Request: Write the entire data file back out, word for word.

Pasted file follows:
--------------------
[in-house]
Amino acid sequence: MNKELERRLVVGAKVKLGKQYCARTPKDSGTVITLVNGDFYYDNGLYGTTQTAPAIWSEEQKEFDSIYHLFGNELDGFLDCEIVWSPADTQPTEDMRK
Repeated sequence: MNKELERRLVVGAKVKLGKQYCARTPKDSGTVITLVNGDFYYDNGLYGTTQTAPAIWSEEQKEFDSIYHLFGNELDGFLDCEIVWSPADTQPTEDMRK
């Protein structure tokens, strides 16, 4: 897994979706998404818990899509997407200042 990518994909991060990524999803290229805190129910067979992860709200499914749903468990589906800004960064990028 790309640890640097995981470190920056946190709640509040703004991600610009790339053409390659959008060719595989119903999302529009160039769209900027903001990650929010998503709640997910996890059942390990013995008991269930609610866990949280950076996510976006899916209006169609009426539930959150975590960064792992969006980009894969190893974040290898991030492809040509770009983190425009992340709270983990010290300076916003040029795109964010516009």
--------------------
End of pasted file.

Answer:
[in-house]
Amino acid sequence: MNKELERRLVVGAKVKLGKQYCARTPKDSGTVITLVNGDFYYDNGLYGTTQTAPAIWSEEQKEFDSIYHLFGNELDGFLDCEIVWSPADTQPTEDMRK
Repeated sequence: MNKELERRLVVGAKVKLGKQYCARTPKDSGTVITLVNGDFYYDNGLYGTTQTAPAIWSEEQKEFDSIYHLFGNELDGFLDCEIVWSPADTQPTEDMRK
């Protein structure tokens, strides 16, 4: 897994979706998404818990899509997407200042 990518994909991060990524999803290229805190129910067979992860709200499914749903468990589906800004960064990028 790309640890640097995981470190920056946190709640509040703004991600610009790339053409390659959008060719595989119903999302529009160039769209900027903001990650929010998503709640997910996890059942390990013995008991269930609610866990949280950076996510976006899916209006169609009426539930959150975590960064792992969006980009894969190893974040290898991030492809040509770009983190425009992340709270983990010290300076916003040029795109964010516009």